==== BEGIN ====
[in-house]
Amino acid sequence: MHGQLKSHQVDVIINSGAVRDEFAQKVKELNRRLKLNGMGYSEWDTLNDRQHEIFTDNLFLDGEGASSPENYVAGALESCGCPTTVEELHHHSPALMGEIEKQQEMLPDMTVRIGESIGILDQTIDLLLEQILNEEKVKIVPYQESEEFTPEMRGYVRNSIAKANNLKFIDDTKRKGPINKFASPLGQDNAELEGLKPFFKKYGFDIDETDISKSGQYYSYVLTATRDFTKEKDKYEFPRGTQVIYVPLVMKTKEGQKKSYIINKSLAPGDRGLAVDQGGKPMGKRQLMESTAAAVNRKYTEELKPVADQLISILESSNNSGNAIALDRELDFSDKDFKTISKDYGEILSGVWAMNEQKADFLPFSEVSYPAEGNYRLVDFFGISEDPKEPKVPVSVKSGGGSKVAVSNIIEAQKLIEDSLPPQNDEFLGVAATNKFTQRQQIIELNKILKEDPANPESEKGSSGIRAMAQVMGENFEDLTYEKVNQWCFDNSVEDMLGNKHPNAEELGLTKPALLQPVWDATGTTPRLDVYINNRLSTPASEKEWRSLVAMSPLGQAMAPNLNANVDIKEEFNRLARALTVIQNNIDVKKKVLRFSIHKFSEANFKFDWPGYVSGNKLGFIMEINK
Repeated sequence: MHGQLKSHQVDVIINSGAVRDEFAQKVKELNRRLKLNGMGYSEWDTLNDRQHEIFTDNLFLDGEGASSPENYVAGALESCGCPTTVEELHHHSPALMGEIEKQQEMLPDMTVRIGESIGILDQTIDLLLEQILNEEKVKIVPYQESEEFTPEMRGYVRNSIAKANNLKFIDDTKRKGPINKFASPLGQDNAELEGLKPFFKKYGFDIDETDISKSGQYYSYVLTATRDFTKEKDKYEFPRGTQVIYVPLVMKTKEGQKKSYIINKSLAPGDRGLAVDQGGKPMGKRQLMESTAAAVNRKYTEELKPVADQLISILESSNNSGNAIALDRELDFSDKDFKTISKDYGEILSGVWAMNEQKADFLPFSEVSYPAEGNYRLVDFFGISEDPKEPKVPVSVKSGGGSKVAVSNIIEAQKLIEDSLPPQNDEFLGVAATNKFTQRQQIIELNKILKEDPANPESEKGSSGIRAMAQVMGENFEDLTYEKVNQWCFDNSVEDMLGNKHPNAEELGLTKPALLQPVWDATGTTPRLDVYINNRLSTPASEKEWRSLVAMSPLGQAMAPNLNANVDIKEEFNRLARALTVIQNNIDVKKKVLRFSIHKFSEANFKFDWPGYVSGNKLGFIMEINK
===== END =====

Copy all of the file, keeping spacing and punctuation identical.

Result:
[in-house]
Amino acid sequence: MHGQLKSHQVDVIINSGAVRDEFAQKVKELNRRLKLNGMGYSEWDTLNDRQHEIFTDNLFLDGEGASSPENYVAGALESCGCPTTVEELHHHSPALMGEIEKQQEMLPDMTVRIGESIGILDQTIDLLLEQILNEEKVKIVPYQESEEFTPEMRGYVRNSIAKANNLKFIDDTKRKGPINKFASPLGQDNAELEGLKPFFKKYGFDIDETDISKSGQYYSYVLTATRDFTKEKDKYEFPRGTQVIYVPLVMKTKEGQKKSYIINKSLAPGDRGLAVDQGGKPMGKRQLMESTAAAVNRKYTEELKPVADQLISILESSNNSGNAIALDRELDFSDKDFKTISKDYGEILSGVWAMNEQKADFLPFSEVSYPAEGNYRLVDFFGISEDPKEPKVPVSVKSGGGSKVAVSNIIEAQKLIEDSLPPQNDEFLGVAATNKFTQRQQIIELNKILKEDPANPESEKGSSGIRAMAQVMGENFEDLTYEKVNQWCFDNSVEDMLGNKHPNAEELGLTKPALLQPVWDATGTTPRLDVYINNRLSTPASEKEWRSLVAMSPLGQAMAPNLNANVDIKEEFNRLARALTVIQNNIDVKKKVLRFSIHKFSEANFKFDWPGYVSGNKLGFIMEINK
Repeated sequence: MHGQLKSHQVDVIINSGAVRDEFAQKVKELNRRLKLNGMGYSEWDTLNDRQHEIFTDNLFLDGEGASSPENYVAGALESCGCPTTVEELHHHSPALMGEIEKQQEMLPDMTVRIGESIGILDQTIDLLLEQILNEEKVKIVPYQESEEFTPEMRGYVRNSIAKANNLKFIDDTKRKGPINKFASPLGQDNAELEGLKPFFKKYGFDIDETDISKSGQYYSYVLTATRDFTKEKDKYEFPRGTQVIYVPLVMKTKEGQKKSYIINKSLAPGDRGLAVDQGGKPMGKRQLMESTAAAVNRKYTEELKPVADQLISILESSNNSGNAIALDRELDFSDKDFKTISKDYGEILSGVWAMNEQKADFLPFSEVSYPAEGNYRLVDFFGISEDPKEPKVPVSVKSGGGSKVAVSNIIEAQKLIEDSLPPQNDEFLGVAATNKFTQRQQIIELNKILKEDPANPESEKGSSGIRAMAQVMGENFEDLTYEKVNQWCFDNSVEDMLGNKHPNAEELGLTKPALLQPVWDATGTTPRLDVYINNRLSTPASEKEWRSLVAMSPLGQAMAPNLNANVDIKEEFNRLARALTVIQNNIDVKKKVLRFSIHKFSEANFKFDWPGYVSGNKLGFIMEINK